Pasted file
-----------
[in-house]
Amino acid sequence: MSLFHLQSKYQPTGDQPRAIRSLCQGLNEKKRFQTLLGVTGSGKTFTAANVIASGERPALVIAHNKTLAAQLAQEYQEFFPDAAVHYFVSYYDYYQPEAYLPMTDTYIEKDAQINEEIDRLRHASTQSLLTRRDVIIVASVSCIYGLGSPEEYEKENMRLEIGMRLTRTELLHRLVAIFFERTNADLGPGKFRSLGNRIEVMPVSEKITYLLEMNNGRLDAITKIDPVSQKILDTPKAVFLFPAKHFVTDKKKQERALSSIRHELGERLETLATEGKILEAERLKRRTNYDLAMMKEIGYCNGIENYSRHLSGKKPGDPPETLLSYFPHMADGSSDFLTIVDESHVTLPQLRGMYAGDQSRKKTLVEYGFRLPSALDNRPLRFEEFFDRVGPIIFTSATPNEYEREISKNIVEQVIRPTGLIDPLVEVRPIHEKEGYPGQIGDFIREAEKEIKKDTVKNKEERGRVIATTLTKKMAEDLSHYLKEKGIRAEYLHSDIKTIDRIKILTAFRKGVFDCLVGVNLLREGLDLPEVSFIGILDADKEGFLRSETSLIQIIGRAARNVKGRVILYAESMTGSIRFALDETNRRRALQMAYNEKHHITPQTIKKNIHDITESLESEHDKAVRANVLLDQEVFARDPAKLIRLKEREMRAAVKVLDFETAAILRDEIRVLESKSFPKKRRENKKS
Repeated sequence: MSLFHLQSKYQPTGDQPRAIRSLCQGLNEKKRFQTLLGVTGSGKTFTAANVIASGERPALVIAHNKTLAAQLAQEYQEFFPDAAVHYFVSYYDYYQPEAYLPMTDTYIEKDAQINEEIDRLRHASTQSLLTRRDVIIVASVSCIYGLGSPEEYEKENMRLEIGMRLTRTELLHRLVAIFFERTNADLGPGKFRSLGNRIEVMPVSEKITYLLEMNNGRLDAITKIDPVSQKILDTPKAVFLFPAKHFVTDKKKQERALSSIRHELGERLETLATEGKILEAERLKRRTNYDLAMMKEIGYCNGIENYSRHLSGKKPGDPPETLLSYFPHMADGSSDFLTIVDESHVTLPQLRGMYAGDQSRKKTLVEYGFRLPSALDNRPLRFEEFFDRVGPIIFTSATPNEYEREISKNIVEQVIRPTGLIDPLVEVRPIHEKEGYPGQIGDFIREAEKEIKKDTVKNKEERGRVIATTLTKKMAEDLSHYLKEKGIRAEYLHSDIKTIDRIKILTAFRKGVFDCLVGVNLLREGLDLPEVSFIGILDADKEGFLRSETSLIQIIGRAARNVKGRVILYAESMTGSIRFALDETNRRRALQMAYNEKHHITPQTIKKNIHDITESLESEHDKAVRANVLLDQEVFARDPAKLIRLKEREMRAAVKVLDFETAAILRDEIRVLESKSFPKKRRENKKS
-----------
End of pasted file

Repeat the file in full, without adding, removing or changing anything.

[in-house]
Amino acid sequence: MSLFHLQSKYQPTGDQPRAIRSLCQGLNEKKRFQTLLGVTGSGKTFTAANVIASGERPALVIAHNKTLAAQLAQEYQEFFPDAAVHYFVSYYDYYQPEAYLPMTDTYIEKDAQINEEIDRLRHASTQSLLTRRDVIIVASVSCIYGLGSPEEYEKENMRLEIGMRLTRTELLHRLVAIFFERTNADLGPGKFRSLGNRIEVMPVSEKITYLLEMNNGRLDAITKIDPVSQKILDTPKAVFLFPAKHFVTDKKKQERALSSIRHELGERLETLATEGKILEAERLKRRTNYDLAMMKEIGYCNGIENYSRHLSGKKPGDPPETLLSYFPHMADGSSDFLTIVDESHVTLPQLRGMYAGDQSRKKTLVEYGFRLPSALDNRPLRFEEFFDRVGPIIFTSATPNEYEREISKNIVEQVIRPTGLIDPLVEVRPIHEKEGYPGQIGDFIREAEKEIKKDTVKNKEERGRVIATTLTKKMAEDLSHYLKEKGIRAEYLHSDIKTIDRIKILTAFRKGVFDCLVGVNLLREGLDLPEVSFIGILDADKEGFLRSETSLIQIIGRAARNVKGRVILYAESMTGSIRFALDETNRRRALQMAYNEKHHITPQTIKKNIHDITESLESEHDKAVRANVLLDQEVFARDPAKLIRLKEREMRAAVKVLDFETAAILRDEIRVLESKSFPKKRRENKKS
Repeated sequence: MSLFHLQSKYQPTGDQPRAIRSLCQGLNEKKRFQTLLGVTGSGKTFTAANVIASGERPALVIAHNKTLAAQLAQEYQEFFPDAAVHYFVSYYDYYQPEAYLPMTDTYIEKDAQINEEIDRLRHASTQSLLTRRDVIIVASVSCIYGLGSPEEYEKENMRLEIGMRLTRTELLHRLVAIFFERTNADLGPGKFRSLGNRIEVMPVSEKITYLLEMNNGRLDAITKIDPVSQKILDTPKAVFLFPAKHFVTDKKKQERALSSIRHELGERLETLATEGKILEAERLKRRTNYDLAMMKEIGYCNGIENYSRHLSGKKPGDPPETLLSYFPHMADGSSDFLTIVDESHVTLPQLRGMYAGDQSRKKTLVEYGFRLPSALDNRPLRFEEFFDRVGPIIFTSATPNEYEREISKNIVEQVIRPTGLIDPLVEVRPIHEKEGYPGQIGDFIREAEKEIKKDTVKNKEERGRVIATTLTKKMAEDLSHYLKEKGIRAEYLHSDIKTIDRIKILTAFRKGVFDCLVGVNLLREGLDLPEVSFIGILDADKEGFLRSETSLIQIIGRAARNVKGRVILYAESMTGSIRFALDETNRRRALQMAYNEKHHITPQTIKKNIHDITESLESEHDKAVRANVLLDQEVFARDPAKLIRLKEREMRAAVKVLDFETAAILRDEIRVLESKSFPKKRRENKKS